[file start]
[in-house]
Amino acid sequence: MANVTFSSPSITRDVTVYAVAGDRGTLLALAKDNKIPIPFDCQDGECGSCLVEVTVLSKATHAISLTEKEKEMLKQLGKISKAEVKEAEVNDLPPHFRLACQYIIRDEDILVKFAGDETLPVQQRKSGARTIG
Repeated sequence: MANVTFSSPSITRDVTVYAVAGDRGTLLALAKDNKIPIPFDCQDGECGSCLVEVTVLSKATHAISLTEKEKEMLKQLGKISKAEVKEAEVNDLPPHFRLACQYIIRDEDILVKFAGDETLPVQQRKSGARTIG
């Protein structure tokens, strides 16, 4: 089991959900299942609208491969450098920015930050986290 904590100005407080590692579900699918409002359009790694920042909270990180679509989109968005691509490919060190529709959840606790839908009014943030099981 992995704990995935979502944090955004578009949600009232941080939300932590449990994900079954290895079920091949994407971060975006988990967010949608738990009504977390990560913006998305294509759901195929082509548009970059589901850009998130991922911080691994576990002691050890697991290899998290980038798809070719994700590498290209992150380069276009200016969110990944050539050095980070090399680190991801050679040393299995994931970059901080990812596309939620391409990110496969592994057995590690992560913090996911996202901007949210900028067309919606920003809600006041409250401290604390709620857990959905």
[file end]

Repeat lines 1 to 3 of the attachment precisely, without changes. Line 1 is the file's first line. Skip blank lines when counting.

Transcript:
[in-house]
Amino acid sequence: MANVTFSSPSITRDVTVYAVAGDRGTLLALAKDNKIPIPFDCQDGECGSCLVEVTVLSKATHAISLTEKEKEMLKQLGKISKAEVKEAEVNDLPPHFRLACQYIIRDEDILVKFAGDETLPVQQRKSGARTIG
Repeated sequence: MANVTFSSPSITRDVTVYAVAGDRGTLLALAKDNKIPIPFDCQDGECGSCLVEVTVLSKATHAISLTEKEKEMLKQLGKISKAEVKEAEVNDLPPHFRLACQYIIRDEDILVKFAGDETLPVQQRKSGARTIG